The ABC series finds its novelty in reversing the dominant, top-down narrative surrounding Asian America.
By Ryan Kuramitsu, JACL MDC Youth Rep
On Feb. 4, ABC premiered “Fresh Off the Boat,” a sitcom inspired by restaurateur and food personality Eddie Huang’s 2013 memoir of the same name. The show, the first to feature an Asian American family since Margaret Cho’s “All-American Girl” (which ran from only 1994-95) has been widely heralded by viewers and cultural critics alike for its wry casting, intuitive satire and unique take on the Asian American and Pacific Islander immigrant experience.
The series follows a fictionalized version of a young Eddie (played by Hudson Yang), whose Taiwanese-born parents depart from D.C.’s Chinatown and supplant themselves in Orlando suburbia after the family patriarch (Randall Park) decides to open a Cattleman’s Ranch Steakhouse — what mama Huang (Constance Wu) grumblingly refers to as “a cowboy restaurant.”
Eddie navigates his new social environment with equal parts confusion and unflinching confidence: He gawks at his classmates’ reactions to a pungent home-prepared lunch, begs his mother to buy him “white people food”; he centers basketball and hip-hop music, an “anthem” for “outsiders” like him and his affinity for black culture marks him as even more outstanding — and odd — amongst the Caucasian students at his private Christian school.
Many of my AAPI friends have expressed admiration at the way a mainstream TV show has finally embraced the task of telling the story of a delightfully unexceptional nonwhite family. As one Chinese American viewer tweeted, “I’ve already seen more of my life in the first 10 min. of #FreshOffTheBoat than I have in my entire relationship [with] TV.”
The Huangs (in real life and on the show), as immigrants, have had to traverse the foreign language of work visas and trans-Pacific expatriation, all while acclimating to a new land. According to a 2013 report by the Pew Research Center, 74 percent of all Asian Americans are foreign born, many more the direct children of immigrants. Meanwhile, a minority of Asian American families have been in this country for significantly longer; as a recent Department of Labor publication reveals, only 40 percent of Japanese Americans were born outside of U.S. Families like mine have been here for five generations, which means that the typical immigrant narrative is completely alien to our experience here (unless you count adjusting from Hawaiian to mainland culture).
While I can’t identify with all the traditional staples of first-generation Asian American life as depicted on the show (parents speaking in accented English, a teacher calling me by my “real name”), other scenes can’t help but resonate.
Fretting over stinky snacks at school, hearing my unassuming grandmother throw out incisive phrases in an unfamiliar tongue — these have been amusing to relive. At the same time, remembering the biting glances and insensitive slurs I witnessed growing up also strikes too close to home. I’m reminded that, as an Asian American of Japanese ancestry, my home country is a world that will always see me as an uninvited guest, a perpetual foreigner who frustrates our culture’s black/white racial binary.
One function of modern racism is that whenever Asian Americans are considered by dominant groups, our cultures are filtered through the lens of orientalism — East Asians are othered and exotified for mysterious cuisine, demure personages, quirky customs and ancient secrets.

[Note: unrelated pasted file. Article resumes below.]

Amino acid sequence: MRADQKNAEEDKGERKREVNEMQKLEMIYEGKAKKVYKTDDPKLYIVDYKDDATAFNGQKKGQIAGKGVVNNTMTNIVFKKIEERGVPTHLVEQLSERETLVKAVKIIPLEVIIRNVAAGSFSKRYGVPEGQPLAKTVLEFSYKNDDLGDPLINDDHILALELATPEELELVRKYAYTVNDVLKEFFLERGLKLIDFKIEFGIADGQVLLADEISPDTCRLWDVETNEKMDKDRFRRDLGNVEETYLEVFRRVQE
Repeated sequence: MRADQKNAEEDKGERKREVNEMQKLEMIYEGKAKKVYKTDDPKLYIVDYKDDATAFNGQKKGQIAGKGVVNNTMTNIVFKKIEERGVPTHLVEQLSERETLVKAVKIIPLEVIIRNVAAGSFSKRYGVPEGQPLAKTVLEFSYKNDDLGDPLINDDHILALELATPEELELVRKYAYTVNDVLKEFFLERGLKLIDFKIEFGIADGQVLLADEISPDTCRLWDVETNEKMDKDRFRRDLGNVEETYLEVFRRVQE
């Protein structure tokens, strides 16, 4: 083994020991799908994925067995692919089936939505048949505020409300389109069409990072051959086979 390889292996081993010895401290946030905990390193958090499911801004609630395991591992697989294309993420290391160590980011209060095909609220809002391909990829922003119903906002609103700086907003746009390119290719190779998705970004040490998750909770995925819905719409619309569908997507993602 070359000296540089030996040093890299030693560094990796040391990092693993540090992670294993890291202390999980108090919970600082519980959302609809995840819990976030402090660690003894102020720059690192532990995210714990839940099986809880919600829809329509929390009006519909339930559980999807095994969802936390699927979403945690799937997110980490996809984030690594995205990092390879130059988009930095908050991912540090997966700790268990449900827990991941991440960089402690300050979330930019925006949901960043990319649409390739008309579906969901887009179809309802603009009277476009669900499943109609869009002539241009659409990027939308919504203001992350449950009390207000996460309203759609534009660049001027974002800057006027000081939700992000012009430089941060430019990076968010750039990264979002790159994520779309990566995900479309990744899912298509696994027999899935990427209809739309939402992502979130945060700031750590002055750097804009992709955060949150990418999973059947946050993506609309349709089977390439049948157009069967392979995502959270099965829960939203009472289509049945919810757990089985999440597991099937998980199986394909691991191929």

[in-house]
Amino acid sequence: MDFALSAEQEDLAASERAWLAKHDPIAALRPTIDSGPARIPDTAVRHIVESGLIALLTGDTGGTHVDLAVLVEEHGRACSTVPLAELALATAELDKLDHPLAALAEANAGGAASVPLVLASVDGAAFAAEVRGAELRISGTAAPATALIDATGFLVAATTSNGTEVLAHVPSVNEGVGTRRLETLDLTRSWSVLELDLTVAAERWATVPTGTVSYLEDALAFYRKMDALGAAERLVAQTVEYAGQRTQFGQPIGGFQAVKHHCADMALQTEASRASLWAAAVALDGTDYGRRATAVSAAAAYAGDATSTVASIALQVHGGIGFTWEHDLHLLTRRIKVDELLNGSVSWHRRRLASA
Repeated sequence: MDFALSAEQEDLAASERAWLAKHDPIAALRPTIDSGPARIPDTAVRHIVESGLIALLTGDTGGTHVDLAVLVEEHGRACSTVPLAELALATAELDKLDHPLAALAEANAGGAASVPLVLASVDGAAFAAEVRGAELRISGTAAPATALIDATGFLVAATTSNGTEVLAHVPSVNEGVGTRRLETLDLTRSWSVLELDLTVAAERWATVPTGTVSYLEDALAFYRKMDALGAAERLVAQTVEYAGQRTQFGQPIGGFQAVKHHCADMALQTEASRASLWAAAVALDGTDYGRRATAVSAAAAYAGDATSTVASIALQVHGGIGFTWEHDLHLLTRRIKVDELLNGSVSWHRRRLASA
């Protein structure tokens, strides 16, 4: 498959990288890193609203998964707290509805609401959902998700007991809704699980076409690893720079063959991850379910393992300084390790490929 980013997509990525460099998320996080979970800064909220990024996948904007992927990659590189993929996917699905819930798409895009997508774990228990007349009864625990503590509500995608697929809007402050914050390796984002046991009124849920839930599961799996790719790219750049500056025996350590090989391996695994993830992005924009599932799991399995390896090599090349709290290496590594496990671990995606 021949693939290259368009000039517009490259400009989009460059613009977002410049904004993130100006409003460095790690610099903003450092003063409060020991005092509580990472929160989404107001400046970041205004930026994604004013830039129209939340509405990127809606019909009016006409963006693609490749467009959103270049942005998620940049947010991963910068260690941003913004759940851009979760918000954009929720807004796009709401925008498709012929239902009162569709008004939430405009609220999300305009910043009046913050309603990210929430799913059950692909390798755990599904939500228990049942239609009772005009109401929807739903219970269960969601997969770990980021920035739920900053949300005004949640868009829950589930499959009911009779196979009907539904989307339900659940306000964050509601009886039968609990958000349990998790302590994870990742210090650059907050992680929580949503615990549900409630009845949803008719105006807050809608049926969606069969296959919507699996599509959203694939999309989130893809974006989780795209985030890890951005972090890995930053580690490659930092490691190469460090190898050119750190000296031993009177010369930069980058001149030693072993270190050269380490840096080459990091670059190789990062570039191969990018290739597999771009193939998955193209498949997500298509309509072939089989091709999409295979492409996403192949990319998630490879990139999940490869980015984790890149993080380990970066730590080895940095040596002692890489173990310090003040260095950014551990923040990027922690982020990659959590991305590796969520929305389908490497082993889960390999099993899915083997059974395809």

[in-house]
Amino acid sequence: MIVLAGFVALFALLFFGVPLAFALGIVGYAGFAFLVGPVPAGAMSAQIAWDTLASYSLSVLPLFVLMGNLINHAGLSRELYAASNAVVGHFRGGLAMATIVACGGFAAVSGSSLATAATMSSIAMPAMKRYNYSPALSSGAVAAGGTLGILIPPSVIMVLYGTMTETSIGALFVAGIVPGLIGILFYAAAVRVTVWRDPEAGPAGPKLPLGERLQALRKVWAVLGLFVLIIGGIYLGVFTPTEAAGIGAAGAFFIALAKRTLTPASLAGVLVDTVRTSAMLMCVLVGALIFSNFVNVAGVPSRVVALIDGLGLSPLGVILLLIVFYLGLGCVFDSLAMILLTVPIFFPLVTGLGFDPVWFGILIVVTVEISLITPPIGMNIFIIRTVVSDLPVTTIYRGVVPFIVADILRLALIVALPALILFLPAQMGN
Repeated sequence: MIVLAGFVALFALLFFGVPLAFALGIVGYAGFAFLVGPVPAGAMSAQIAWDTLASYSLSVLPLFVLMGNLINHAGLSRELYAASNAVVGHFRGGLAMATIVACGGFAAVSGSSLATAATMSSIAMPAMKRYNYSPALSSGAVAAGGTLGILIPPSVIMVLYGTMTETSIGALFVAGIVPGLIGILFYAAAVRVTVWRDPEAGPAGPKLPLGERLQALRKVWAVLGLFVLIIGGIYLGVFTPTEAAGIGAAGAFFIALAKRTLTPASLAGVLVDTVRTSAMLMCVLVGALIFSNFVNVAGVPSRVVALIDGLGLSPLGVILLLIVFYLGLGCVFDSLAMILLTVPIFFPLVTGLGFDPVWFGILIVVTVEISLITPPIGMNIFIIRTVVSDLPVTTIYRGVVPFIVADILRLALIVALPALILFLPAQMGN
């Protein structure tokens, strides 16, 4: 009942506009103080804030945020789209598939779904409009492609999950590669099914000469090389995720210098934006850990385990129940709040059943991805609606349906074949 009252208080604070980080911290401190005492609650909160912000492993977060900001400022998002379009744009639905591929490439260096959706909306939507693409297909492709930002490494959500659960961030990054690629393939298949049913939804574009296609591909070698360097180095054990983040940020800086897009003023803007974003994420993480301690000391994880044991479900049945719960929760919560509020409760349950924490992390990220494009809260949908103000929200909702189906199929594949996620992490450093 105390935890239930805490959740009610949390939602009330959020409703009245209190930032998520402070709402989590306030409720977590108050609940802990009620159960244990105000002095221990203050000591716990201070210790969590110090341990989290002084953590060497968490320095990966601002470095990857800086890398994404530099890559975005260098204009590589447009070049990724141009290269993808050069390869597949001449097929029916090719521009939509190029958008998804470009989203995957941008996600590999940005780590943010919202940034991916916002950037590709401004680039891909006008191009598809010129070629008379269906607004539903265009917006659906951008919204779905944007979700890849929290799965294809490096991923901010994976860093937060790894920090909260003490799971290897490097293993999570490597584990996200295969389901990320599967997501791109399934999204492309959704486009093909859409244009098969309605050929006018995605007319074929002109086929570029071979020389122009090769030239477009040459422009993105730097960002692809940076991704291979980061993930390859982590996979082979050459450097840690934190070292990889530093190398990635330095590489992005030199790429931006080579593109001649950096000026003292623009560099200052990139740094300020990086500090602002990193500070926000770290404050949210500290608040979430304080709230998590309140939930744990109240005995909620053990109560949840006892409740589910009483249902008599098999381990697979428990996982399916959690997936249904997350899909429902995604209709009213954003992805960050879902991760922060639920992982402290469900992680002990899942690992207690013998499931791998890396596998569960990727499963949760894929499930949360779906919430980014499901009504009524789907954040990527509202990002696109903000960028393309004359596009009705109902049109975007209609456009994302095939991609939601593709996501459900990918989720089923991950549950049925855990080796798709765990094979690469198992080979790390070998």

Yet, “Fresh Off the Boat” finds its novelty in reversing the dominant, top-down narrative surrounding Asian America, instead placing the audience in the shoes of the Huang family.
In this telling, it’s not Chinese culture and values that are foreign, but suburban ’90s Americana— it is not the Huang’s strangeness that presents the laughs, the stumbling block to viewers, but white America’s bizarre fascination with uninspired celebrity (“Melrose Place,” Eric Clapton), Henry Ford-esque sameness and consumerism (Lunchables, perms), and bohemian politics (rainbow sticker-clad report cards).
Part of me knows that keeping up with the Huang family week after week will probably never bear out the kind of critical racial conversations that mainstream America remains so loathe to acknowledge. Part of me worries that, as “Fresh Off the Boat” reaches greater cultural penetration, Eddie’s brood will be seen as emblematic of all Asian Americans, a starchy model for us to imitate.
“Fresh Off the Boat” is simply great entertainment, the Huangs excellent and charming houseguests. As Cho quipped about family in the pilot of “All-American Girl”: “It’s sick, and yet there’s something almost beautiful in the dysfunction of it all.”
After a more than 20-year dry spell, Asian Americans are jumping at the chance to see our stories splayed across the small screen, sans rice hats, rickshaws and other familiar racial tropes.
Jenji Kohan, creator of the Netflix series “Orange Is the New Black,” has confessed that her show’s central character (a white, well-to-do young woman named Piper) is a “Trojan horse” of sorts. By pitching the show as if it were about Piper’s experiences as an inmate, Kohan claims she is able to smuggle in the “fascinating tales” of black and Latina women, poor folks, the elderly, convicted criminals — stories, in other words, that give the show its splash — and that otherwise would never get this kind of play in television.
“Fresh Off the Boat” is far from perfect. But if the Huang’s financially embattled, quaint and sometimes stereotypical household must serve as a noncontroversial foil on the path toward airing the more complicated, real-to-life stories of our families, we could honestly be a lot worse off.